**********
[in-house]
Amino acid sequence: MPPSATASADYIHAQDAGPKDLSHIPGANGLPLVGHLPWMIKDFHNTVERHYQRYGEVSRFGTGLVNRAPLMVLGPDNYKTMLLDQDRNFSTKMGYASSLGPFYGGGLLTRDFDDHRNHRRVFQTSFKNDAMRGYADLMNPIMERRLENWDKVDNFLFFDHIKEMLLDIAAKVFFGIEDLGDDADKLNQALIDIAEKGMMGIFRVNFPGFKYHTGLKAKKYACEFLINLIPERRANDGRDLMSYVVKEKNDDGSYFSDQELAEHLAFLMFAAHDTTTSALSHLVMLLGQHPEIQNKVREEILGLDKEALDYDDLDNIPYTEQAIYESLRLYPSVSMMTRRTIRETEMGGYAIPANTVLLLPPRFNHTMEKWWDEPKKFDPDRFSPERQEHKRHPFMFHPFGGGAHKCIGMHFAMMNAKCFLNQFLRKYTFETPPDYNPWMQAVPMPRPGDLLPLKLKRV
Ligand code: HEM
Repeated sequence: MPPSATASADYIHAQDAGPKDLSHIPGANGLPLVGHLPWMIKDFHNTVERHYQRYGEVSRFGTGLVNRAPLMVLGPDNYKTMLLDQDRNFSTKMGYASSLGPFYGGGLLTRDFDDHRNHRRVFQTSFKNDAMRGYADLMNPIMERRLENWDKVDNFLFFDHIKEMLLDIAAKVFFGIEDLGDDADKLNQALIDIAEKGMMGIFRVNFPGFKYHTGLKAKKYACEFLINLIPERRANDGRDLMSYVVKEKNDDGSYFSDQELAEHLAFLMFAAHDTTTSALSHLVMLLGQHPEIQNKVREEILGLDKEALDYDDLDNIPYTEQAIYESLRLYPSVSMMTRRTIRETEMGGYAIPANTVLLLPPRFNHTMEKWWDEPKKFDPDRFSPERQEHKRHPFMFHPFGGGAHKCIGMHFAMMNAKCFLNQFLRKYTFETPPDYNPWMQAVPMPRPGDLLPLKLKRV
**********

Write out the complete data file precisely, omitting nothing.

[in-house]
Amino acid sequence: MPPSATASADYIHAQDAGPKDLSHIPGANGLPLVGHLPWMIKDFHNTVERHYQRYGEVSRFGTGLVNRAPLMVLGPDNYKTMLLDQDRNFSTKMGYASSLGPFYGGGLLTRDFDDHRNHRRVFQTSFKNDAMRGYADLMNPIMERRLENWDKVDNFLFFDHIKEMLLDIAAKVFFGIEDLGDDADKLNQALIDIAEKGMMGIFRVNFPGFKYHTGLKAKKYACEFLINLIPERRANDGRDLMSYVVKEKNDDGSYFSDQELAEHLAFLMFAAHDTTTSALSHLVMLLGQHPEIQNKVREEILGLDKEALDYDDLDNIPYTEQAIYESLRLYPSVSMMTRRTIRETEMGGYAIPANTVLLLPPRFNHTMEKWWDEPKKFDPDRFSPERQEHKRHPFMFHPFGGGAHKCIGMHFAMMNAKCFLNQFLRKYTFETPPDYNPWMQAVPMPRPGDLLPLKLKRV
Ligand code: HEM
Repeated sequence: MPPSATASADYIHAQDAGPKDLSHIPGANGLPLVGHLPWMIKDFHNTVERHYQRYGEVSRFGTGLVNRAPLMVLGPDNYKTMLLDQDRNFSTKMGYASSLGPFYGGGLLTRDFDDHRNHRRVFQTSFKNDAMRGYADLMNPIMERRLENWDKVDNFLFFDHIKEMLLDIAAKVFFGIEDLGDDADKLNQALIDIAEKGMMGIFRVNFPGFKYHTGLKAKKYACEFLINLIPERRANDGRDLMSYVVKEKNDDGSYFSDQELAEHLAFLMFAAHDTTTSALSHLVMLLGQHPEIQNKVREEILGLDKEALDYDDLDNIPYTEQAIYESLRLYPSVSMMTRRTIRETEMGGYAIPANTVLLLPPRFNHTMEKWWDEPKKFDPDRFSPERQEHKRHPFMFHPFGGGAHKCIGMHFAMMNAKCFLNQFLRKYTFETPPDYNPWMQAVPMPRPGDLLPLKLKRV